Introduction to Volume One

Some family traditions die hard. Ours are no exception. Research indicates that John Meader of Piscataqua was neither the ancestor of all the Meaders in the New World nor even the first Meader in this country.

Nearly all immigrants to America for one reason or another lost contact with their origins. Few genealogies can trace ancestry beyond the West Atlantic shores. Even if they can do that, they run up against the problem that most earlier records in England were destroyed when Henry VIII broke with the Roman Catholic Church and burned monasteries and libraries.

Meader is not a common name, but it is far from unique. It has existed for more than 500 years. The first mention of a Meader in the Parish of Affpuddle, Dorset, England, occurs in the 1542/3 Muster Roll for that area: a John Medar is listed as tithed for owning "a jacke and a byll," equipment for hunting and fishing. After his time, the spelling of the surname in Dorset records is either "Meder" or "Meader." The early New England spelling appears to have been "Meder." The spelling of the Virginia immigrants was at first "Meader" and seems later to have reverted to a consistent "Meador." Some genealogists also draw in "Meadow," "Meadows," "Meaders" and "Mede" as of related families.

Evidence suggests that John Meader had arrived in New England by 1647. There were already a number of Meaders in America. Ambrose Meader appears to have been the first. He surrendered 150 acres of Virginia land in 1636, Jonathan and Nicholas Meader were indentured servants in Virginia In 1638. There appears to be no further record of them, and the Meador genealogy begins with Thomas Meader, Sr., who received a grant in 1663. John Meader of Piscataqua had a grant of land by 1656.

We have really no proof as to what part of England John Meader or the Virginia Meaders came from. It must have been England, since immigrants to Virginia and New England were almost invariably English and any other nationality would have been noted in records. He probably came from either Dorset or Devon, both counties in the Southwest of England. He must have been a free man when he came, as there were almost no indentured servants in New England. He was probably not wealthy, as he appears to have had no land for some years after his arrival.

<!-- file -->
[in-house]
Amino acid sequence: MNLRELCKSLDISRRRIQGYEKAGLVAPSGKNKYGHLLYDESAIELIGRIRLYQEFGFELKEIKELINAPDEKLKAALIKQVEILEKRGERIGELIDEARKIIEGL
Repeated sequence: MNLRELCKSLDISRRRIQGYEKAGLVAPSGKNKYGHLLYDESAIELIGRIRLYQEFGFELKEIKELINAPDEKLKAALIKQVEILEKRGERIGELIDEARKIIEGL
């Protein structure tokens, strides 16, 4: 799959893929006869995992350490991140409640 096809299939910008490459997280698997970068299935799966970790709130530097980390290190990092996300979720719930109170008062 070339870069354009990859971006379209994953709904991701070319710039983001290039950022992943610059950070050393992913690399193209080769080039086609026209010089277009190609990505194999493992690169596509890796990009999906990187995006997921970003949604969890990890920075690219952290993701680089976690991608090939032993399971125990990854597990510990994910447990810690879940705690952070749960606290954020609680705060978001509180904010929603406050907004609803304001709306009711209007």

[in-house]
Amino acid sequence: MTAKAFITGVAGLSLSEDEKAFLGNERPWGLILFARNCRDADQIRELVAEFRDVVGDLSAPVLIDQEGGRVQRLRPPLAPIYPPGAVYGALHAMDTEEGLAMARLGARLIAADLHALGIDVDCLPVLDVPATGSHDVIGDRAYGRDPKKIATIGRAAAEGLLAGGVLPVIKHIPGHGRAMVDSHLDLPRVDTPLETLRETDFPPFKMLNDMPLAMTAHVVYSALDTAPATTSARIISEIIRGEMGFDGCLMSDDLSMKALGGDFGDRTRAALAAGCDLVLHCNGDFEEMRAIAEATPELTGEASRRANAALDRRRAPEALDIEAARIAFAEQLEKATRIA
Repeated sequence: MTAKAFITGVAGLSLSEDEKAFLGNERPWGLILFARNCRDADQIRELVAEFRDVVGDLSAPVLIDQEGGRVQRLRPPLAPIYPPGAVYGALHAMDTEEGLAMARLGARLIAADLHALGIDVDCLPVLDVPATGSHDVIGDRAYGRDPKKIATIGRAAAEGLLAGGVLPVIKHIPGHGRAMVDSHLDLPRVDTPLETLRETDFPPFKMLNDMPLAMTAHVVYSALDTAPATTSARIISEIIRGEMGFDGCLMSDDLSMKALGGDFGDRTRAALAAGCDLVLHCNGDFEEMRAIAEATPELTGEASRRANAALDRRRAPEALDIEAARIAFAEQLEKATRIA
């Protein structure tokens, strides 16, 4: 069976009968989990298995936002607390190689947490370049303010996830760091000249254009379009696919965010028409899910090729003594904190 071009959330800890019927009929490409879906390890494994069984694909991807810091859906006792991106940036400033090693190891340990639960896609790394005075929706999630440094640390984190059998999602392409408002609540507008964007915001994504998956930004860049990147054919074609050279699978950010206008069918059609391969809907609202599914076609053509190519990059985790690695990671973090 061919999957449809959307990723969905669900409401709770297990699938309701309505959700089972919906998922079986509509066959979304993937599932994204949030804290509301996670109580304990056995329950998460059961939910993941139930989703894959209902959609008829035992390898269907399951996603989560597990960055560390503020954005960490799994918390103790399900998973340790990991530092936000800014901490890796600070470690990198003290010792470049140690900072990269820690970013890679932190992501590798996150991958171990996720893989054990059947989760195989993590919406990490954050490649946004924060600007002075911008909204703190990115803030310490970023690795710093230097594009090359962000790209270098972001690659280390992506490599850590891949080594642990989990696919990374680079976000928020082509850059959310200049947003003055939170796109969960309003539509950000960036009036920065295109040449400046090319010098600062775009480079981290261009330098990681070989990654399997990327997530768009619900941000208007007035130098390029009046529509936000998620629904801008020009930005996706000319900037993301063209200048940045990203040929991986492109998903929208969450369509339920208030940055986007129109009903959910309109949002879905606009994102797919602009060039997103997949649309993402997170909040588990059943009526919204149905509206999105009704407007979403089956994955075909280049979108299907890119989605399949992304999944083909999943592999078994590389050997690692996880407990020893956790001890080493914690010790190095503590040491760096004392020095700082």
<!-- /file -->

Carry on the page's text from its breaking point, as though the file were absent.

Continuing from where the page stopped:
He may have come from Devon. The Coffin family has frequently intermarried with the Meaders, especially in the 18th century. Tristram Coffin of Butlers, Brixton, Devon, in his will of November 6, 1601 bequeathed 3 shillings fourpence to each of the four sons of Nicholas Meader, Nicholas Coffin, of the same place, in his will of September 12, 1613 as his first listed bequest gave 5 shillings to Ann Meader, daughter of Elinor Meader. Internal evidence, however, suggests that Devon is a remote possibility for John Meader's origin, since the Christian names of Ann and Elinor do not occur among his descendants for some generations, Nicholas, of course, is a common early Meader name.

An alternative possibility for John Meader's origin is Dorset. The recurrence of Christian names suggests this as more likely than Devon. The conjectural listing of ancestors for John Meader must necessarily be highly speculative, based on available wills and other records and assuming relationships from evidences of dates and the continuity of Christian names.

Affpuddle, in southern Dorset, may be the original home of the Meaders of New England. There are Meaders still in the area there, as reported by Edwin E. Meader:

“On August 13, 1973 my wife and I visited Cyril G. Meader and wife, Milestones, Stalbridge. Cyril and his brother Richard E. Meader owned and operated Charles Meader, Ironmongers, the largest store in Stalbridge. In October, 1973 they were to celebrate the centenary of the founding by Grandfather Charles, who ‘came from Blandford Farm as a young man, antecedents unknown. According to the telephone book there is a ‘Meaders, Ltd., Watchmakers, Jewellers, Silversmiths’ In Bournemouth.”

The first recorded mention of Affpuddle Is in 987 A.D., "rus iuxta Pydelan." Later it was called "Affapidele," and in 1212 A.D. it was referred to as "Effepidel." The first part of the name comes from a Saxon owner AEffa, which is identical with AElfrithus, who was the owner in 987; the second part is an ancient word for "swamp" or "marsh."

There is the tale that the town's name was changed from "Affpiddle" to "Affpuddle" at the suggestion of Queen Victoria. However, that may be apocryphal, as one source, of Victorians time, suggests that "Several places were named from the Piddle [River], Dorset, the names vary between 'Piddle' and 'Puddle.’"

Fordington, Bere Regis and Tolpuddle are nearby villages or towns. Stonehenge, currently estimated to be nearly five thousand years old, is only two-score miles to the northeast, and there are a number of "henges" in Dorset itself.

Please visit “Early Meaders in England” for a brief genealogy of those Meaders in the Dorset, England area who are the probable ancestors to John Meader of Piscataqua.